Helicopter Mom: Redefined

I spent the other day on a playground.  This is a shocking thing to say, I know.  But, really it is.  Spending any part of a day at a playground in Houston, TX during August is worthy of a first sentence introduction.  In fact, I ought to just stop my blog post right there and take a curtsy.  

I won’t though.  Nope.  Because rambling is my middle name.  Courtney Rambling Wyckoff.  

What I did on that playground was more shocking.  I listened.  I know.  Another curtsy is warranted.  CRAZY.  But, I did.  I listened to all the moms and caregivers around me.  And I heard a whole lot of “Don’ts” and “stops” and “Why did you do thats?” and “What are you thinkings?”  I get it, I do it it too, don’t worry.

But, I started thinking about how funny it is that we are constantly barking down the impulses of our kids, edging out their possible self-regulation and their need to experience the boundaries of their world.  I guess for some parents, we do this because we want to be socially accepted.  I mean, when Thomas throws sand across the playground and Jane decides to pick a monster booger and rub it on the tire swing, we certainly don’t want to look like we don’t give a shit.  For other parents, it’s total fear. Our imaginations run wild with thoughts of Piper falling to her broken elbow destiny from the monkey bars and of Paco’s wrecked noggin after he decides to try out his new single leg Batman move off the top of the slide.  

There’s a fine line of common sense parenting and what we all know is helicopter parenting.  But, I’m so annoyed with that term because it’s gotten as overused and empty as “empowerment.”  It should mean a lot more to us than it does.   Deep down, helicopter parenting is a refusal of impulse and pleasure that has been etched into the fiber of my generation.  We’re not insecure parents wanting to control our children - what a silly oversimplification of the helicopter behavior.  We’re a scared generation who was raised and showered with values by an older generation that experienced some pretty harrowing realities in civil liberties and war in their formative years.  And we’re a generation that is still recovering from the PTSD of entering our own formative years with huge realities of terrorism - terrorism that literally destroyed all the values and securities that older generation forced us to believe in.  That’s the truth.  That’s what’s under the veil of helicoptering.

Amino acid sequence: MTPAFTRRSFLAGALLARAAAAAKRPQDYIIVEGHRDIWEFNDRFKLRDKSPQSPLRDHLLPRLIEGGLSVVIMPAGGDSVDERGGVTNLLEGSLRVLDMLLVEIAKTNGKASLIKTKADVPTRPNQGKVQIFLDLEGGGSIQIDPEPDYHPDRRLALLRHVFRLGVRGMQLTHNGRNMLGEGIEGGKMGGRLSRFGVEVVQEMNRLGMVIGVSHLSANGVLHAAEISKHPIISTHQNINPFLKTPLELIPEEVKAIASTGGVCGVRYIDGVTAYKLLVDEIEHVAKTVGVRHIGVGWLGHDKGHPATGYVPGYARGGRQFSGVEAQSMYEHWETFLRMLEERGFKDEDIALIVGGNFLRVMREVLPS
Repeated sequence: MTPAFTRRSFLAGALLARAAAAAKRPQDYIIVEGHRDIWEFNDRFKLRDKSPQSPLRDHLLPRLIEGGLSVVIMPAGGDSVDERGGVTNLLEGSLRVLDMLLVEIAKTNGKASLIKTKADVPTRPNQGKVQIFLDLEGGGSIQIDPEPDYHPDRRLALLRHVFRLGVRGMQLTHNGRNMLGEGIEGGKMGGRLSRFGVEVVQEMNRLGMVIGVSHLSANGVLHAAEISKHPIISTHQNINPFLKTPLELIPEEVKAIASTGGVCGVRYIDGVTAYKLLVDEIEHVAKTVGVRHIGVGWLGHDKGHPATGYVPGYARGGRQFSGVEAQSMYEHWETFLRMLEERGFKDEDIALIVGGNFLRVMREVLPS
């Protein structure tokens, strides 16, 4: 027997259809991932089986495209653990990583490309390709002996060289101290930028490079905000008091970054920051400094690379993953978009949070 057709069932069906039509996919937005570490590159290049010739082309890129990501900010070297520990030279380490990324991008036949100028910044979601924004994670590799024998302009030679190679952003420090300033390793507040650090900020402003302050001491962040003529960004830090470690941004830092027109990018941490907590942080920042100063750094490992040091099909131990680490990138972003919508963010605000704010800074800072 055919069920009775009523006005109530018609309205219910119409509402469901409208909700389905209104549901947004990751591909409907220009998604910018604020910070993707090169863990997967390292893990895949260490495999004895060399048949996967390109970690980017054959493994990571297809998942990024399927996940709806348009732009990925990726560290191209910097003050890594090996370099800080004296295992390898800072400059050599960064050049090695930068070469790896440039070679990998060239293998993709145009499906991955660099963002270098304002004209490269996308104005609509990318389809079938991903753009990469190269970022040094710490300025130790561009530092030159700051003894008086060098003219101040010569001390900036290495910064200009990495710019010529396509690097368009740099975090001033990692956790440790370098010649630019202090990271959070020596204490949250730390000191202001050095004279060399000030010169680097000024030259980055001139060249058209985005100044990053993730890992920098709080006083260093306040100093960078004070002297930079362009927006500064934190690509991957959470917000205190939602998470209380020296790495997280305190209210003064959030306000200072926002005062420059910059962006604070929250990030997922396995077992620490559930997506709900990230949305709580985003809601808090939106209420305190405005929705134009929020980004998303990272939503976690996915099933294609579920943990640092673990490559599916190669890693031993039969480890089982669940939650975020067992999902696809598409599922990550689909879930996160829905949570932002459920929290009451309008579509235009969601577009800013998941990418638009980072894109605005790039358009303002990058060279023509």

Let’s walk away from those traumas for a second and get back to the basics, so that we can start to do better.  The basics are as follows:  Children are seeking pleasure when they are impulsive - it’s an irrefutable human fact.  It isn’t until the world has had its constrictive, shaming way with these ye lads that they will start to seek pain or self-destruction possibly.   But, I can guarantee that Piper and Paco are seeking pure pleasure from their escapades.  And we say, “Don’t” and “Be Careful” and when we shame them with the “Why did you do that” or the “what were you thinking” or my favorite, “We don’t do that in our family” sort of lingo, we paralyze and interrupt a beautiful human skill:  Seeking pleasure through wild impulse that eventually develops into wise, loving, freeing self-care.